Shorty Jenkins… The King of Swing
Born in Hanna, Alberta in 1935, Shorty was raised in Victoria, B.C. He joined the Royal Canadian Air Force at 17, and after training, he was posted to the Maritimes for his first years of service. In 1955 he was transferred to Zweibrucken, West Germany, where he spent nearly five years in quality control. “I was checking people’s work on F-86 Sabre airplanes and CF-100s all fighter aircraft,” Shorty remembers. In 1959 he was sent to Cold Lake, Alberta, where he worked on the Officers’ Training Unit squadron and the new CF-104 Starfighter aircraft. “In the fall of ’62 they sent me back to Baden Baden, Germany. I was part of the advance party for the CF-104s. We were there to help unload the CF-104s and then we assembled the airplanes on site.” Eventually the work with its high level of stress , put him in the hospital in Ottawa. “I was put back into the weapons branch, CFB Trenton. Then I lost my medical classification to handle the weapons trade, so I had a choice: to remuster to the supply end or get out with a small pension. I chose to get out.” After a brief stint with Sunoco, managing service stations, Shorty decided to change jobs. He took two weeks off to vacation before looking for work again. Those two weeks turned out to be a turning point for him. I went to play golf daily in those two weeks at the Trenton Golf Club. While I was playing they lost their grounds superintendent. I knew I wanted to work outside, so I approached them to see if I could work for the club to learn the field. They said yes, but there was only one small problem they could only pay me one dollar an hour.
Then the fateful event occurred. In the fall of Shorty’s first year they lost their icemaker. Shorty applied, again hoping to learn the job as he went along. “The president of the curling club said no, I was too hyper. I still am.” The two weeks went by and Shorty tried again. “They gave me the same answer but it was getting too close to the curling season, so I said give me a chance, and I you’re not happy or I’m not happy, the deal’s off and the club agreed. “The first year the ice turned out to be fairly acceptable nobody had good ice then,” he explains. “Being a perfectionist, I started to study ice-making deeply.”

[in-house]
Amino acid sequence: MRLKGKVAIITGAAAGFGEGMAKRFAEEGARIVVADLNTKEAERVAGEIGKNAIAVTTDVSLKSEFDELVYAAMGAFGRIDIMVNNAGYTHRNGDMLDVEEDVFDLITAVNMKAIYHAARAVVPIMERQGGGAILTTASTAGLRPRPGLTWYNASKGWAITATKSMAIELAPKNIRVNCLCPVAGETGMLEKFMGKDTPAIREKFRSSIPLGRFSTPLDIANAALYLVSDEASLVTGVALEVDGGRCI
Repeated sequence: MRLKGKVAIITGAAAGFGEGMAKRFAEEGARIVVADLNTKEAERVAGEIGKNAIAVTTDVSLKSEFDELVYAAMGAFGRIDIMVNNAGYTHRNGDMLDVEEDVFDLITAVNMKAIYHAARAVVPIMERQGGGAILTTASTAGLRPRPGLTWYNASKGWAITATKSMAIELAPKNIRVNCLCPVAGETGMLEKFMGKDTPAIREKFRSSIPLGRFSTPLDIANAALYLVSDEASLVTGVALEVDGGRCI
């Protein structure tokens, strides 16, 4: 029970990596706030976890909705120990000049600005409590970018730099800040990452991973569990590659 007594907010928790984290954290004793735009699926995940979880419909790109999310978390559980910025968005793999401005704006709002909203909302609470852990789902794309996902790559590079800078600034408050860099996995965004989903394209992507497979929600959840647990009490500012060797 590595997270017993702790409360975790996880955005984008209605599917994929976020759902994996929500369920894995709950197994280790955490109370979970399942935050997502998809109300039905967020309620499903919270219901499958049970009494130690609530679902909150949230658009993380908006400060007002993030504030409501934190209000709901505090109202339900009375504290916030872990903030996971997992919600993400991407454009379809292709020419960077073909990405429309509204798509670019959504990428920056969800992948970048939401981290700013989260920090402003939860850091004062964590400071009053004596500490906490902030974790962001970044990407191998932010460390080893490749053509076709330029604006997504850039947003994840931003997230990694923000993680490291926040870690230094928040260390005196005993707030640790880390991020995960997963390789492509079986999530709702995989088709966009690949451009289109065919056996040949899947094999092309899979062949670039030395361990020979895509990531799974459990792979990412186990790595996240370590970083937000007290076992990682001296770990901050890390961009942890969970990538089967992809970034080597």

He began watching curlers, noticing how results varied from night to night even though he made the ice the same from day to day. After watching race cars on television, Shorty had a brainwave. He decided to time the rocks as they traveled down the ice, much as racing cars are timed in their laps. He bought a stopwatch and began using it at the rink. No one else had thought to time the rocks, and at first other curlers laughed at the idea; but within a year stopwatches began to appear.
The stopwatch is not the only innovation that Shorty has brought to the sport of curling. As well as trying numerous types of water tap, rain, filtered, hot, cold, and so on for pebbling the ice. He tested ice, brine, and even rock temperatures. Over the years he has accumulated over $20,000 worth of equipment. All for the making of the famous Shorty curling ice.
Rocks differ widely in the speed at which they travel down the ice. Shorty claims to be the only icemaker today who knows how to chose and match rocks for major championships. “Since 1984, when I got caught with bad rocks, I refuse to do the ice unless I get to choose the rocks. The past two years alone, I’ve flown to Winnipeg, Scotland, clubs in Quebec and Ontario to repair and match rocks.”
Shorty has been making ice for nearly three decades so it is not surprising that he is starting to be selective about the jobs he takes. Last February was the last time that the Ontario Men’s championship would curl on Shorty’s ice. Curlers and curling fans need not despair however, Shorty means to pass on his know-how and technical expertise, and has already begun by teaching courses and by lending a free hand to smaller, poorer clubs. People have questioned the wisdom of allowing others in on his secrets, but Shorty will have none of it. “I just like to help others,” he says. “That’s what I’m here for.”